20. The dense core vesicle protein IA-2, but not IA-2β, is required for active avoidance learning.

    PubMed

    Carmona, G N; Nishimura, T; Schindler, C W; Panlilio, L V; Notkins, A L

    2014-06-06

    The islet-antigens IA-2 and IA-2β are major autoantigens in type-1 diabetes and transmembrane proteins in dense core vesicles (DCV). Recently we showed that deletion of both IA-2 and IA-2β alters the secretion of hormones and neurotransmitters and impairs behavior and learning. The present study was designed to evaluate the contribution to learning of each of these genes by using single knockout (SKO) and double knockout (DKO) mice in an active avoidance test. After 5 days of training, wild-type (WT) mice showed 60-70% active avoidance responses, whereas the DKO mice showed only 10-15% active avoidance responses. The degree of active avoidance responses in the IA-2 SKO mice was similar to that of the DKO mice, but in contrast, the IA-2β SKO mice behaved like WT mice showing 60-70% active avoidance responses. Molecular studies revealed a marked decrease in the phosphorylation of the cAMP response element-binding protein (CREB) and Ca(2+)/calmodulin-dependent protein kinase II (CAMKII) in the striatum and hippocampus of the IA-2 SKO and DKO mice, but not in the IA-2β SKO mice. To evaluate the role of CREB and CAMKII in the SKO and DKO mice, GBR-12909, which selectively blocks the dopamine uptake transporter and increases CREB and CAMKII phosphorylation, was administered. GBR-12909 restored the phosphorylation of CREB and CAMKII and increased active avoidance learning in the DKO and IA-2 SKO to near the normal levels found in the WT and IA-2β SKO mice. We conclude that in the absence of the DCV protein IA-2, active avoidance learning is impaired.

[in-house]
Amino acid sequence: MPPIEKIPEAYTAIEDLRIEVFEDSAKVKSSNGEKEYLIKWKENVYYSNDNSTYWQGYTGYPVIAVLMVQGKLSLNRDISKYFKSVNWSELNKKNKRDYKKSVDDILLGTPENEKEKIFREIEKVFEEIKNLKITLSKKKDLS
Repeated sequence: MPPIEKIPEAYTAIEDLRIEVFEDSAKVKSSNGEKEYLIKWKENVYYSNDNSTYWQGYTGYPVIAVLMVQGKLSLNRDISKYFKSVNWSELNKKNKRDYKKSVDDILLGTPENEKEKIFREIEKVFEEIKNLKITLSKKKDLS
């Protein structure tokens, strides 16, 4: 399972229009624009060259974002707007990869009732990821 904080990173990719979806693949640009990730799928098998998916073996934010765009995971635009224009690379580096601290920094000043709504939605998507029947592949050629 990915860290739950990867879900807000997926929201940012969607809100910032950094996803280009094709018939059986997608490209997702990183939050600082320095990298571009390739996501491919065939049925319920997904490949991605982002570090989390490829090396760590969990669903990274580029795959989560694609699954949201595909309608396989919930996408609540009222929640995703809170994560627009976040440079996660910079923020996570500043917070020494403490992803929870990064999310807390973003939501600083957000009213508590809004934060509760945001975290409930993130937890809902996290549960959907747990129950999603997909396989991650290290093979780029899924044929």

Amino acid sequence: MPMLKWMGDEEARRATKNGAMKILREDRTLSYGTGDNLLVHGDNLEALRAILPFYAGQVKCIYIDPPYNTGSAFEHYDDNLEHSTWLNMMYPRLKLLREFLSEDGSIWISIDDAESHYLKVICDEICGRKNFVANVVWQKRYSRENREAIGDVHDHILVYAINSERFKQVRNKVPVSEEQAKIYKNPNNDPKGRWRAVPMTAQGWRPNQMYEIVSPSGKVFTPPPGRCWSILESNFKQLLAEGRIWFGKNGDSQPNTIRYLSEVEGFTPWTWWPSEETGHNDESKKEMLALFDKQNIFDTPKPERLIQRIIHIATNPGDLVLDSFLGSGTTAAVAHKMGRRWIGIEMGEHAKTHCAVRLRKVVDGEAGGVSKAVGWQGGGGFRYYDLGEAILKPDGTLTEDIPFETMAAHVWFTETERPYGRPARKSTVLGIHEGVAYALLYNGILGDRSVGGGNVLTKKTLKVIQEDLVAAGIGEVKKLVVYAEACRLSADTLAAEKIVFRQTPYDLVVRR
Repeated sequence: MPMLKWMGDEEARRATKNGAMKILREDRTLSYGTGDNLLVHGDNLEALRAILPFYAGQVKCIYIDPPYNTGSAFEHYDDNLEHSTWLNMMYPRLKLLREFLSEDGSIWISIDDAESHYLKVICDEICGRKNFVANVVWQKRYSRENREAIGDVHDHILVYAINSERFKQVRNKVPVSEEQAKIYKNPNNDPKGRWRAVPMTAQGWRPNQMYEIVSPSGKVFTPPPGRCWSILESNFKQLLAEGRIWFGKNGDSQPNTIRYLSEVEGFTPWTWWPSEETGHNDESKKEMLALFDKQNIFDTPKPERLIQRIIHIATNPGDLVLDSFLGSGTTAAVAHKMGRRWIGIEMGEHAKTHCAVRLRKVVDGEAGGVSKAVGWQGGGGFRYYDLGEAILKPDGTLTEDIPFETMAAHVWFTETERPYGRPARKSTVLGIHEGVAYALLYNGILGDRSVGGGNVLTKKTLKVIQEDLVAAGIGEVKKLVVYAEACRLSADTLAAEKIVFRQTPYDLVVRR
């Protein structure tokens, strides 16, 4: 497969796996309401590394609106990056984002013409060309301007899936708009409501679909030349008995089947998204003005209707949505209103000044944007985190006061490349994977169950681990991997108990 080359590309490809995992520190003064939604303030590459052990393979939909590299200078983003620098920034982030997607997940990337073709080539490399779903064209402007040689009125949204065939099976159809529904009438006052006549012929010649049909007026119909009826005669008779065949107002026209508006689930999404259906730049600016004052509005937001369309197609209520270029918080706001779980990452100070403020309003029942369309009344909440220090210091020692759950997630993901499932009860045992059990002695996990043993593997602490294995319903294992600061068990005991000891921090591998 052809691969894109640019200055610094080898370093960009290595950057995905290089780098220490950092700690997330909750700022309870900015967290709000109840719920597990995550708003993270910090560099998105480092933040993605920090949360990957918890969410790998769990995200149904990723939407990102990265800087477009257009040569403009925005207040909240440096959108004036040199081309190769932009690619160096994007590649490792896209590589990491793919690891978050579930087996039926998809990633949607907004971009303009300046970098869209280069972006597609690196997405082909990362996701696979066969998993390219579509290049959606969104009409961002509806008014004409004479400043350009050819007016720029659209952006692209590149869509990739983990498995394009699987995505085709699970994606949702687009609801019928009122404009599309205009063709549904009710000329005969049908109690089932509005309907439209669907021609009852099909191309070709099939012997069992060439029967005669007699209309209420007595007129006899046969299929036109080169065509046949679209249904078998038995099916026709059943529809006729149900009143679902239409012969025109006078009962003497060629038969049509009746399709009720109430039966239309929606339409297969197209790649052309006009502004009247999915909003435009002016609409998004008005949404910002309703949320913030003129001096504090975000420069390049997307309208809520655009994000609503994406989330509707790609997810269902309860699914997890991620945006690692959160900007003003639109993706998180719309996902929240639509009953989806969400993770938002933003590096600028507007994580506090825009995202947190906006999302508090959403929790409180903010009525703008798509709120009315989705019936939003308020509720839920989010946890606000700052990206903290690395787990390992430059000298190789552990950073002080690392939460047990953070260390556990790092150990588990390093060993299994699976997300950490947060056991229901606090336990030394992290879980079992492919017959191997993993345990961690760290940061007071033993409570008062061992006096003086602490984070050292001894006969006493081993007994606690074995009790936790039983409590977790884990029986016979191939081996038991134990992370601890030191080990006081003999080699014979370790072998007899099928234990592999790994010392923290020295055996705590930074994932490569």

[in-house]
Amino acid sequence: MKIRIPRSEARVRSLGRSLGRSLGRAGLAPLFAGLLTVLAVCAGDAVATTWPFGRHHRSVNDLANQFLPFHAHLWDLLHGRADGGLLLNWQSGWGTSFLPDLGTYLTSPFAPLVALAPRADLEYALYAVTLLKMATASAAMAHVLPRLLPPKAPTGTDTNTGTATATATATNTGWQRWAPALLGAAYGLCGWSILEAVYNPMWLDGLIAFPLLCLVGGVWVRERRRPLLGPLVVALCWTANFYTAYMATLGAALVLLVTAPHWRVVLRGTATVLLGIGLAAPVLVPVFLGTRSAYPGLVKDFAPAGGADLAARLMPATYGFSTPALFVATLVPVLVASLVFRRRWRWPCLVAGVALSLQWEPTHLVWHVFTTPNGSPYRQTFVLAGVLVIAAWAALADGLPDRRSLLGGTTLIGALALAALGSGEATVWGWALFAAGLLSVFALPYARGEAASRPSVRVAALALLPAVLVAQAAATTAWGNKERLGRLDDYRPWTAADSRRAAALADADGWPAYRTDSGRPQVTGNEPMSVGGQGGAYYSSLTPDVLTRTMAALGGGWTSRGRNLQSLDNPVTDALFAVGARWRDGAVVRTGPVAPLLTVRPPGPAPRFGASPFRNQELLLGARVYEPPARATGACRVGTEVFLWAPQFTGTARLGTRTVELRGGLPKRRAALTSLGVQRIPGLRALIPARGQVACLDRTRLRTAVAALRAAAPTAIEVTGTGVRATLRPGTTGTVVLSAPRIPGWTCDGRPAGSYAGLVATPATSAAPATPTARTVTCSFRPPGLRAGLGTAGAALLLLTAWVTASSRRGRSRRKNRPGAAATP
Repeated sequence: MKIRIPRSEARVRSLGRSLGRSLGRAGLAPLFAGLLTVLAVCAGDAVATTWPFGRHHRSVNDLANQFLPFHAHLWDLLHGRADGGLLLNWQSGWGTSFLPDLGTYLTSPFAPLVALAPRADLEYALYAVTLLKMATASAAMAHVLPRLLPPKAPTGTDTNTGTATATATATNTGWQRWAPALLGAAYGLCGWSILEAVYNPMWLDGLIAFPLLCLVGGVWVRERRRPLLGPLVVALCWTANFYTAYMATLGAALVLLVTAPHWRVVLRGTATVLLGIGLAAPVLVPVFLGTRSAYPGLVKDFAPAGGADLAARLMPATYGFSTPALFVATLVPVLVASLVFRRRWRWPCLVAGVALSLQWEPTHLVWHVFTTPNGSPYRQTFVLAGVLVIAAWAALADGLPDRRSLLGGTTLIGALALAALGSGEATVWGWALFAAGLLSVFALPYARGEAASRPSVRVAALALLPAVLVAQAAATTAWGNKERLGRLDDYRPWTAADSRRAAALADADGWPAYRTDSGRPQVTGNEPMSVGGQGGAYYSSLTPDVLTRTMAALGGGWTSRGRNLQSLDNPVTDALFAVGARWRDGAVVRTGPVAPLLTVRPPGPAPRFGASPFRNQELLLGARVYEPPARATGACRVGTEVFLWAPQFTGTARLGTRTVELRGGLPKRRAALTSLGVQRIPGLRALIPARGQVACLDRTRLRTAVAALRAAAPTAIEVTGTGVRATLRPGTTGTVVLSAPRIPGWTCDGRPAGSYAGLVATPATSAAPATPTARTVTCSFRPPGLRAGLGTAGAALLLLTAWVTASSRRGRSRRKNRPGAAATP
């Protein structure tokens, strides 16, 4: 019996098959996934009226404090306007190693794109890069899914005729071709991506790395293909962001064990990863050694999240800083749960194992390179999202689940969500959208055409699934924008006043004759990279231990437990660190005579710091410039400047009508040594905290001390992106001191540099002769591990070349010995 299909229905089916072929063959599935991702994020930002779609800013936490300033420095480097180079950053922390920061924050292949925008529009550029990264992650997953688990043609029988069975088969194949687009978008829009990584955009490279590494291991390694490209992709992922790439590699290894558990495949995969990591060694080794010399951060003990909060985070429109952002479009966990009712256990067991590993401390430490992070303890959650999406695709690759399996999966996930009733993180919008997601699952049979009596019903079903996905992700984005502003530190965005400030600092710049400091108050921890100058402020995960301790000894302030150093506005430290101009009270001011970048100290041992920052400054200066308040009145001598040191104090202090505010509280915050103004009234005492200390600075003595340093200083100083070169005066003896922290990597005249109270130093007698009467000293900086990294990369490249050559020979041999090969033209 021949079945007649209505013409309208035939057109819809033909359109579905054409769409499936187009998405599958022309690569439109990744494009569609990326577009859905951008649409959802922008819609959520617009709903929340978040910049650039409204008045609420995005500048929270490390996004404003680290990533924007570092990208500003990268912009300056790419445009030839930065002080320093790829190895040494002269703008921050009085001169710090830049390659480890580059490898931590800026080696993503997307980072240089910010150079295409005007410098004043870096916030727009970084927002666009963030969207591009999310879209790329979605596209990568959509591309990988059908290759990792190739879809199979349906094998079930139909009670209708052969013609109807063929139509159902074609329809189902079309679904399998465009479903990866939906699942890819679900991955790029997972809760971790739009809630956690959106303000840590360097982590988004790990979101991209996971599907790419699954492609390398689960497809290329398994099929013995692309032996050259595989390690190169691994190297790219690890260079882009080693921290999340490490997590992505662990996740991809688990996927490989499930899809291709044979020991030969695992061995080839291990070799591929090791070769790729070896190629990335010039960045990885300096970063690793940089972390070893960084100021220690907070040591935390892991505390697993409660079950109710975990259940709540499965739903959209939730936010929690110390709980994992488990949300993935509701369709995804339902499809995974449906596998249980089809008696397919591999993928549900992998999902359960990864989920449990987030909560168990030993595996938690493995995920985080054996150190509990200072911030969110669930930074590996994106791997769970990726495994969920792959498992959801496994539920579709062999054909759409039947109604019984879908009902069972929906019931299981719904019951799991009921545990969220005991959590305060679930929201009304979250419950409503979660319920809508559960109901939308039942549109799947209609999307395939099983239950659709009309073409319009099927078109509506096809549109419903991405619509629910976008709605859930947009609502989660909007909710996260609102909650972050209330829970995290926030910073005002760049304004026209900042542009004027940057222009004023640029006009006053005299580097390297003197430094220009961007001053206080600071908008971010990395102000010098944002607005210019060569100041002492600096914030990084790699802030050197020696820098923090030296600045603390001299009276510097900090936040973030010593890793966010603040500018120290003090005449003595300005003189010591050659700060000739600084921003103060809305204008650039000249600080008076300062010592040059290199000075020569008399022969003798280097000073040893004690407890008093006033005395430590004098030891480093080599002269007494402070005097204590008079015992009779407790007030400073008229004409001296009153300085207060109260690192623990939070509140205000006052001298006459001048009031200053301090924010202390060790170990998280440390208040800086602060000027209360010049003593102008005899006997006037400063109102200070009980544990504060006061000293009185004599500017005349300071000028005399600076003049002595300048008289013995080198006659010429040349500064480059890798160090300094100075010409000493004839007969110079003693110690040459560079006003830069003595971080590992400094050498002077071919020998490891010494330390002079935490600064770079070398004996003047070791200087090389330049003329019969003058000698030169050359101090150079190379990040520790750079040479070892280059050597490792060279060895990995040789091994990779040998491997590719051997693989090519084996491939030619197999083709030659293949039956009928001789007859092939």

1. Fabrication of core-shell Fe3O4@MIL-100(Fe) magnetic microspheres for the removal of Cr(VI) in aqueous solution

    NASA Astrophysics Data System (ADS)

    Yang, Qingxiang; Zhao, Qianqian; Ren, ShuangShuang; Lu, Qiongqiong; Guo, Xinmeng; Chen, Zhijun

    2016-12-01

    Facile regeneration of an adsorbent is very important for commercial feasibility. One typical highly porous metal-organic framework (MOF) materials based on MIL-100(Fe) and magnetic iron oxide particles (denoted as MMCs) with diameter about of 350 nm were successfully synthesized. The growth of MIL-100(Fe) shell on the surface of Fe3O4 was utilized precursor as crystal seed via in-situ step hydrothermal reaction. It is a simple way to obtain well organized core-shell MOF composites, compared to the step-by-step method. MMCs were firstly used to uptake of Cr(VI) anions in aqueous solution. Adsorption experiments were carried out in batch sorption mode investigating with the factors of contact time (0-1000 min), pH (from 2 to 12), dose of adsorbent (4-25 mg), and initial Cr(VI) concentration (range from 10 to 100 ppm).

  2. An LMT/AzTEC 1.1 mm Survey of Dense Cores in the Monoceros R2 Giant Molecular Cloud

    NASA Astrophysics Data System (ADS)

    Sokol, Alyssa D.; Gutermuth, Robert A.; Wilson, Grant; Offner, Stella; Heyer, Mark H.; Pokhrel, Riwaj; Gomez-Ruiz, Arturo; Luna, Abraham

    2017-01-01